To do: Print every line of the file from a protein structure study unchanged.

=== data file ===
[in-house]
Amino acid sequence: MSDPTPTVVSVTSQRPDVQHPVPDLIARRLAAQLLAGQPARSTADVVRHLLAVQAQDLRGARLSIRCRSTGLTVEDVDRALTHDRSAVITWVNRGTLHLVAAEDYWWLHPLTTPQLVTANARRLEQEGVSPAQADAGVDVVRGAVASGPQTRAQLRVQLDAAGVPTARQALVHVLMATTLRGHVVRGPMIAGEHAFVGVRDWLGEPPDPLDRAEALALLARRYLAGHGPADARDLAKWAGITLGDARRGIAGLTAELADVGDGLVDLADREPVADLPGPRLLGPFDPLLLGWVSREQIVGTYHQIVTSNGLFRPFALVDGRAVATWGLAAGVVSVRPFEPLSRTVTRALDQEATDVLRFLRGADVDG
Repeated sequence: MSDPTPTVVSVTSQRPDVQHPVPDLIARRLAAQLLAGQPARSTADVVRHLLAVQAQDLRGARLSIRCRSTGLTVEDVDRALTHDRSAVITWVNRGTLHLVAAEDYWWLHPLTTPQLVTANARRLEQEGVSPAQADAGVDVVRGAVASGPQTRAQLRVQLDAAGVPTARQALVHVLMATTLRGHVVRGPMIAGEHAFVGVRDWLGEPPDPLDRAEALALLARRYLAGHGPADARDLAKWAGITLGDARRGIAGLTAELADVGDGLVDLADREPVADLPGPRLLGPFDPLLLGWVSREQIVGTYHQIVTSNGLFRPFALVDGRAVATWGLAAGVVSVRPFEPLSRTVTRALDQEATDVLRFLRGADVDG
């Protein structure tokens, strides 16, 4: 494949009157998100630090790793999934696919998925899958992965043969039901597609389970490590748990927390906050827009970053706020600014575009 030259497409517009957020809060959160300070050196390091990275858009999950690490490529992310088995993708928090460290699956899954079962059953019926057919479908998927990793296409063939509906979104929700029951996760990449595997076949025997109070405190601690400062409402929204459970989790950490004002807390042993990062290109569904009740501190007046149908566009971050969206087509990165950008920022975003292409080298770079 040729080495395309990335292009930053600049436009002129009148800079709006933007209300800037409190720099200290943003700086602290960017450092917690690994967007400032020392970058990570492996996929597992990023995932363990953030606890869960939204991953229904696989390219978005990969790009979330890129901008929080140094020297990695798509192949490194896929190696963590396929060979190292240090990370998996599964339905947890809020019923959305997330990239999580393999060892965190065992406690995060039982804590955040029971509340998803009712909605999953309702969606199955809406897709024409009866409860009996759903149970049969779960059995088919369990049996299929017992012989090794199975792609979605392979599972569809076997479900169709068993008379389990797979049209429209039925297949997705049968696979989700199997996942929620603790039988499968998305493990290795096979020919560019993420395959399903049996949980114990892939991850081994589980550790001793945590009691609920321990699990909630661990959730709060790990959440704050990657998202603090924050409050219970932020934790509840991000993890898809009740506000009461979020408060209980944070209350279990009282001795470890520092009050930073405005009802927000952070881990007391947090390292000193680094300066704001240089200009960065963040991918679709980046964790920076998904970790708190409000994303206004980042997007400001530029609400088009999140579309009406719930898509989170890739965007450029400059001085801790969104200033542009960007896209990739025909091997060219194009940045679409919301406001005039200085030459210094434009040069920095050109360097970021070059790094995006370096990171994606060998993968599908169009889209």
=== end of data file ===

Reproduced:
[in-house]
Amino acid sequence: MSDPTPTVVSVTSQRPDVQHPVPDLIARRLAAQLLAGQPARSTADVVRHLLAVQAQDLRGARLSIRCRSTGLTVEDVDRALTHDRSAVITWVNRGTLHLVAAEDYWWLHPLTTPQLVTANARRLEQEGVSPAQADAGVDVVRGAVASGPQTRAQLRVQLDAAGVPTARQALVHVLMATTLRGHVVRGPMIAGEHAFVGVRDWLGEPPDPLDRAEALALLARRYLAGHGPADARDLAKWAGITLGDARRGIAGLTAELADVGDGLVDLADREPVADLPGPRLLGPFDPLLLGWVSREQIVGTYHQIVTSNGLFRPFALVDGRAVATWGLAAGVVSVRPFEPLSRTVTRALDQEATDVLRFLRGADVDG
Repeated sequence: MSDPTPTVVSVTSQRPDVQHPVPDLIARRLAAQLLAGQPARSTADVVRHLLAVQAQDLRGARLSIRCRSTGLTVEDVDRALTHDRSAVITWVNRGTLHLVAAEDYWWLHPLTTPQLVTANARRLEQEGVSPAQADAGVDVVRGAVASGPQTRAQLRVQLDAAGVPTARQALVHVLMATTLRGHVVRGPMIAGEHAFVGVRDWLGEPPDPLDRAEALALLARRYLAGHGPADARDLAKWAGITLGDARRGIAGLTAELADVGDGLVDLADREPVADLPGPRLLGPFDPLLLGWVSREQIVGTYHQIVTSNGLFRPFALVDGRAVATWGLAAGVVSVRPFEPLSRTVTRALDQEATDVLRFLRGADVDG
């Protein structure tokens, strides 16, 4: 494949009157998100630090790793999934696919998925899958992965043969039901597609389970490590748990927390906050827009970053706020600014575009 030259497409517009957020809060959160300070050196390091990275858009999950690490490529992310088995993708928090460290699956899954079962059953019926057919479908998927990793296409063939509906979104929700029951996760990449595997076949025997109070405190601690400062409402929204459970989790950490004002807390042993990062290109569904009740501190007046149908566009971050969206087509990165950008920022975003292409080298770079 040729080495395309990335292009930053600049436009002129009148800079709006933007209300800037409190720099200290943003700086602290960017450092917690690994967007400032020392970058990570492996996929597992990023995932363990953030606890869960939204991953229904696989390219978005990969790009979330890129901008929080140094020297990695798509192949490194896929190696963590396929060979190292240090990370998996599964339905947890809020019923959305997330990239999580393999060892965190065992406690995060039982804590955040029971509340998803009712909605999953309702969606199955809406897709024409009866409860009996759903149970049969779960059995088919369990049996299929017992012989090794199975792609979605392979599972569809076997479900169709068993008379389990797979049209429209039925297949997705049968696979989700199997996942929620603790039988499968998305493990290795096979020919560019993420395959399903049996949980114990892939991850081994589980550790001793945590009691609920321990699990909630661990959730709060790990959440704050990657998202603090924050409050219970932020934790509840991000993890898809009740506000009461979020408060209980944070209350279990009282001795470890520092009050930073405005009802927000952070881990007391947090390292000193680094300066704001240089200009960065963040991918679709980046964790920076998904970790708190409000994303206004980042997007400001530029609400088009999140579309009406719930898509989170890739965007450029400059001085801790969104200033542009960007896209990739025909091997060219194009940045679409919301406001005039200085030459210094434009040069920095050109360097970021070059790094995006370096990171994606060998993968599908169009889209």